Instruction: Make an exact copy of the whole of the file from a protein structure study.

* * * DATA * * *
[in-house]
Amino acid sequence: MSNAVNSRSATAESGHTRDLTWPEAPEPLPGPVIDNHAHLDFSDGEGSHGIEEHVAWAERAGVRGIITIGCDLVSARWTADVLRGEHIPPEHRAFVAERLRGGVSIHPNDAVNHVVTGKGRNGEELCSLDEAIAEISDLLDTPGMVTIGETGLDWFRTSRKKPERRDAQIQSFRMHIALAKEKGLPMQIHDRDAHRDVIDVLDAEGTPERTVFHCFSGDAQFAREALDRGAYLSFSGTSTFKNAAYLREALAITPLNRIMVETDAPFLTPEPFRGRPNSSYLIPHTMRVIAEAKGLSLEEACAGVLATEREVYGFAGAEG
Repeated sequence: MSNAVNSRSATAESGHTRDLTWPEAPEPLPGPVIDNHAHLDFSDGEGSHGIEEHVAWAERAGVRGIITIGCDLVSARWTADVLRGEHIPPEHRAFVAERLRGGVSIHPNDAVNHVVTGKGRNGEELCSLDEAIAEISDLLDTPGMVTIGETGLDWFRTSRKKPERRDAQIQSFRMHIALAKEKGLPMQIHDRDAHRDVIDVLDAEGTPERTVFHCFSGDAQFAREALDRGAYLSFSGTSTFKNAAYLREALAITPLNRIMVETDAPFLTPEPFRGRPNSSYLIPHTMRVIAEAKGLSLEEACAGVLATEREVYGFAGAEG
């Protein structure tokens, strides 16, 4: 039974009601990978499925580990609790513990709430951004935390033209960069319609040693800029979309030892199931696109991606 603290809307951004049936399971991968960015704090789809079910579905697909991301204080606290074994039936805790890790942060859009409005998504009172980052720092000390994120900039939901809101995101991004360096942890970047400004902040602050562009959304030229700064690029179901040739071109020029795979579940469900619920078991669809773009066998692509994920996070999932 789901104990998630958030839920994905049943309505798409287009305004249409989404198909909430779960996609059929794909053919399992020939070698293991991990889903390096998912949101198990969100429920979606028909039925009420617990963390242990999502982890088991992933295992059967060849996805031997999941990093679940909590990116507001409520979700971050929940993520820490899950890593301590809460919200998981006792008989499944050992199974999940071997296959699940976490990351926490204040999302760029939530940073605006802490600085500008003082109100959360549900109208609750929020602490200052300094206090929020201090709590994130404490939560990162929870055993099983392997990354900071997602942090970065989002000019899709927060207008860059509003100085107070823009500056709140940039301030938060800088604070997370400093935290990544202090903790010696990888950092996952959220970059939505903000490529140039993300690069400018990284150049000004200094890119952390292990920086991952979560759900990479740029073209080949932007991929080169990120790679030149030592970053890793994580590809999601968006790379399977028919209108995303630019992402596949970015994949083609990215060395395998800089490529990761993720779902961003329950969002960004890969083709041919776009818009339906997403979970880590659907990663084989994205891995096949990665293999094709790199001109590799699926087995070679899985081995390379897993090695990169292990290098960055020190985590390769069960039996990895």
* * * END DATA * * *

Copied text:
[in-house]
Amino acid sequence: MSNAVNSRSATAESGHTRDLTWPEAPEPLPGPVIDNHAHLDFSDGEGSHGIEEHVAWAERAGVRGIITIGCDLVSARWTADVLRGEHIPPEHRAFVAERLRGGVSIHPNDAVNHVVTGKGRNGEELCSLDEAIAEISDLLDTPGMVTIGETGLDWFRTSRKKPERRDAQIQSFRMHIALAKEKGLPMQIHDRDAHRDVIDVLDAEGTPERTVFHCFSGDAQFAREALDRGAYLSFSGTSTFKNAAYLREALAITPLNRIMVETDAPFLTPEPFRGRPNSSYLIPHTMRVIAEAKGLSLEEACAGVLATEREVYGFAGAEG
Repeated sequence: MSNAVNSRSATAESGHTRDLTWPEAPEPLPGPVIDNHAHLDFSDGEGSHGIEEHVAWAERAGVRGIITIGCDLVSARWTADVLRGEHIPPEHRAFVAERLRGGVSIHPNDAVNHVVTGKGRNGEELCSLDEAIAEISDLLDTPGMVTIGETGLDWFRTSRKKPERRDAQIQSFRMHIALAKEKGLPMQIHDRDAHRDVIDVLDAEGTPERTVFHCFSGDAQFAREALDRGAYLSFSGTSTFKNAAYLREALAITPLNRIMVETDAPFLTPEPFRGRPNSSYLIPHTMRVIAEAKGLSLEEACAGVLATEREVYGFAGAEG
């Protein structure tokens, strides 16, 4: 039974009601990978499925580990609790513990709430951004935390033209960069319609040693800029979309030892199931696109991606 603290809307951004049936399971991968960015704090789809079910579905697909991301204080606290074994039936805790890790942060859009409005998504009172980052720092000390994120900039939901809101995101991004360096942890970047400004902040602050562009959304030229700064690029179901040739071109020029795979579940469900619920078991669809773009066998692509994920996070999932 789901104990998630958030839920994905049943309505798409287009305004249409989404198909909430779960996609059929794909053919399992020939070698293991991990889903390096998912949101198990969100429920979606028909039925009420617990963390242990999502982890088991992933295992059967060849996805031997999941990093679940909590990116507001409520979700971050929940993520820490899950890593301590809460919200998981006792008989499944050992199974999940071997296959699940976490990351926490204040999302760029939530940073605006802490600085500008003082109100959360549900109208609750929020602490200052300094206090929020201090709590994130404490939560990162929870055993099983392997990354900071997602942090970065989002000019899709927060207008860059509003100085107070823009500056709140940039301030938060800088604070997370400093935290990544202090903790010696990888950092996952959220970059939505903000490529140039993300690069400018990284150049000004200094890119952390292990920086991952979560759900990479740029073209080949932007991929080169990120790679030149030592970053890793994580590809999601968006790379399977028919209108995303630019992402596949970015994949083609990215060395395998800089490529990761993720779902961003329950969002960004890969083709041919776009818009339906997403979970880590659907990663084989994205891995096949990665293999094709790199001109590799699926087995070679899985081995390379897993090695990169292990290098960055020190985590390769069960039996990895």